We’ve already seen Catholic bishops put extreme pressure on their congregants, telling them that their souls are in danger if they vote for anyone who isn’t completely opposed to abortion. They are continuing to escalate their rhetoric as the last days of the election season pass, now telling parishioners that politicians who believe in reproductive rights, including the birth control mandate, are “rejecting Jesus.”
Via the Chicago Tribune:
Joining the chorus of Roman Catholic clergy in Illinois criticizing President Barack Obama before next week’s election, Peoria Bishop Daniel Jenky ordered priests to read a letter to parishioners on Sunday before the presidential election, explaining that politicians who support abortion rights also reject Jesus.
“By virtue of your vow of obedience to me as your Bishop, I require that this letter be personally read by each celebrating priest at each Weekend Mass,” Jenky wrote in a letter circulated to clergy in the Catholic Diocese of Peoria.
In the letter, Jenky cautions parishioners that Obama and a majority of U.S. senators will not reconsider the mandate that would require employers, including religious groups, to provide free birth control coverage in their health care plans. “This assault upon our religious freedom is simply without precedent in the American political and legal system,” Jenky wrote.
“Today, Catholic politicians, bureaucrats, and their electoral supporters who callously enable the destruction of innocent human life in the womb also thereby reject Jesus as their Lord,” Jenky added. “They are objectively guilty of grave sin.”
Bishop Jenky is just one of many Catholic bishops exerting influence on their parishioners decisions on election day. In New York, Brooklyn Bishop Nicholas DiMarzio is telling his own flock that “it stretches the imagination” to believe that a Catholic could in good conscience vote for President Barack Obama, if “there is another option.”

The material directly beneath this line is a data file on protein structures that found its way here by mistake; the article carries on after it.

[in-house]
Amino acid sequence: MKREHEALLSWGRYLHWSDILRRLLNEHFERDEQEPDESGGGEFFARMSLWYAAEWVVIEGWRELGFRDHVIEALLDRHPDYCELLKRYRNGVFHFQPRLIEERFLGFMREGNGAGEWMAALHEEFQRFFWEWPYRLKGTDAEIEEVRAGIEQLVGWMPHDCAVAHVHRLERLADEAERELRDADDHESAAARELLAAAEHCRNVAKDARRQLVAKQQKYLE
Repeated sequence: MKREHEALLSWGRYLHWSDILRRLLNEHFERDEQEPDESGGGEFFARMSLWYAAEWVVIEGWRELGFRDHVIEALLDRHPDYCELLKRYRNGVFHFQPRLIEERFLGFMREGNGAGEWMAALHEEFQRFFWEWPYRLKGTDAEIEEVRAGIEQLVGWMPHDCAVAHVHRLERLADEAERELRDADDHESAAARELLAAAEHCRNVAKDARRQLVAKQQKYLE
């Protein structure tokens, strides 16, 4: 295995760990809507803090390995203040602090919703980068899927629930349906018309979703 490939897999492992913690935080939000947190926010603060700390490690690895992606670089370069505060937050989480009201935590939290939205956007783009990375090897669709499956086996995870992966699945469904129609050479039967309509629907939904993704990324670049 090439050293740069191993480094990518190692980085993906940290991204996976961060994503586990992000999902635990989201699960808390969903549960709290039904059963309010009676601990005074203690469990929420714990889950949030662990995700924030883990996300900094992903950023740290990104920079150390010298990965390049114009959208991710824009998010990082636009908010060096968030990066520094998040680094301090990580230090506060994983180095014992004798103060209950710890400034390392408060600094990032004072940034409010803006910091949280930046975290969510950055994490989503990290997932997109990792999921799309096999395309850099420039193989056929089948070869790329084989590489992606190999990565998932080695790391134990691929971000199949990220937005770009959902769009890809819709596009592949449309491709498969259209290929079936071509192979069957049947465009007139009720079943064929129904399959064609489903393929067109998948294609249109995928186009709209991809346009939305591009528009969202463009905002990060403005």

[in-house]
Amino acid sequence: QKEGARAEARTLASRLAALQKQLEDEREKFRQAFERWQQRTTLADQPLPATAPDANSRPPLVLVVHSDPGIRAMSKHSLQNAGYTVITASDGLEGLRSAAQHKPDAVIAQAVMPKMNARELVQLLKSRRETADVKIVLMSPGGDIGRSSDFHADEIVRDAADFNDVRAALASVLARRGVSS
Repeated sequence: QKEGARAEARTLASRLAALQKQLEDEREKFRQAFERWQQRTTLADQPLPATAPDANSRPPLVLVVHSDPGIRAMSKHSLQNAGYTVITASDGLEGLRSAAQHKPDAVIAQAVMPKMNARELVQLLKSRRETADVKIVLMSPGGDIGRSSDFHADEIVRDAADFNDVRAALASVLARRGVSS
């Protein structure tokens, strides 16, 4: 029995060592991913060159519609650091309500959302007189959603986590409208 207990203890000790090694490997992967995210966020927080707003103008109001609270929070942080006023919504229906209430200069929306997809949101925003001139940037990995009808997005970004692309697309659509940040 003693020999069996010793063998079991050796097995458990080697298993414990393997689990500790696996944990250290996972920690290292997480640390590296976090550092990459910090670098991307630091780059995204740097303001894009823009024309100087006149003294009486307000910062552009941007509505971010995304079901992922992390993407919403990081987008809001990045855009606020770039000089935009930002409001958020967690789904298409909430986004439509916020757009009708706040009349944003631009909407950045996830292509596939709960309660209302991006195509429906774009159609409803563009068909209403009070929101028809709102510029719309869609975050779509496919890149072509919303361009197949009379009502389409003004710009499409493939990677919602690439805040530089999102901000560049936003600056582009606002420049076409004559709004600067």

[M]oral opposition to all artificial contraception and sterilization is a minority and unpopular belief, and its virtually exclusive association with the Catholic Church is no secret. Thus, although the mandate does not expressly target Catholicism, it does so implicitly by imposing burdens on conscience that are well known to fall almost entirely on observant Catholics – whether employees, employers, or insurers. As a result, the President has senselessly made religious liberty a central issue in this campaign.
It is inconceivable to me how Catholics could support such policies. Indeed, Roman Catholics who support abortion rights and vote for a candidate because of those policies, place him/herself outside of the life of the Church. In so doing, they also place themselves in moral danger.
Is it possible to vote for somebody despite their support for these policies? To my mind, it stretches the imagination, especially when there is another option. The dignity and sanctity of human life are the foundational values upon which all other policies are built. Concern for the poor, the stranger in our midst, they are all predicated upon our belief in the dignity and sanctity of human life.
Not all Catholics are taking the strong-arming quietly. Parish administrator Randy Reichert responds to a Fargo, North Dakota Bishop’s “guidance” by reminding him that the key to Catholic faith is individual liberty. As he wrote in the Fargo Forum:
According to the document Dignitatis Humanae 2, there is a basic immunity from coercion (implied or actual) in religious matters, and no one is to be forced to act in a manner contrary to his or her own conscience, nor are they to be restrained from acting in accordance with their conscience, publicly or privately. How the document’s very clear statement in this regard could be interpreted in the manner in which Kagan is stating seems to be at odds with the concept of an individual being from our Creator, who imbues us with natural concepts of right and wrong, good and evil, and it is inscribed on our hearts (Lumen Gentium #16).
And Gaudium et Spes also states the church has a sacred reverence for the dignity of conscience and its freedom of choice. This would seem contradictory to Kagan’s thoughts that the “faithful” must follow all church doctrine and not use their God-given intellect or developed conscience.
And finally, in America, the founding principle that many people came to this land for was the freedom to worship as they chose and not be held hostage by a state-sponsored religion that dictates how they are to think and live their lives on a day-to-day basis.
For those who worried, it looks like no one’s soul is in danger, regardless of whom he or she votes for.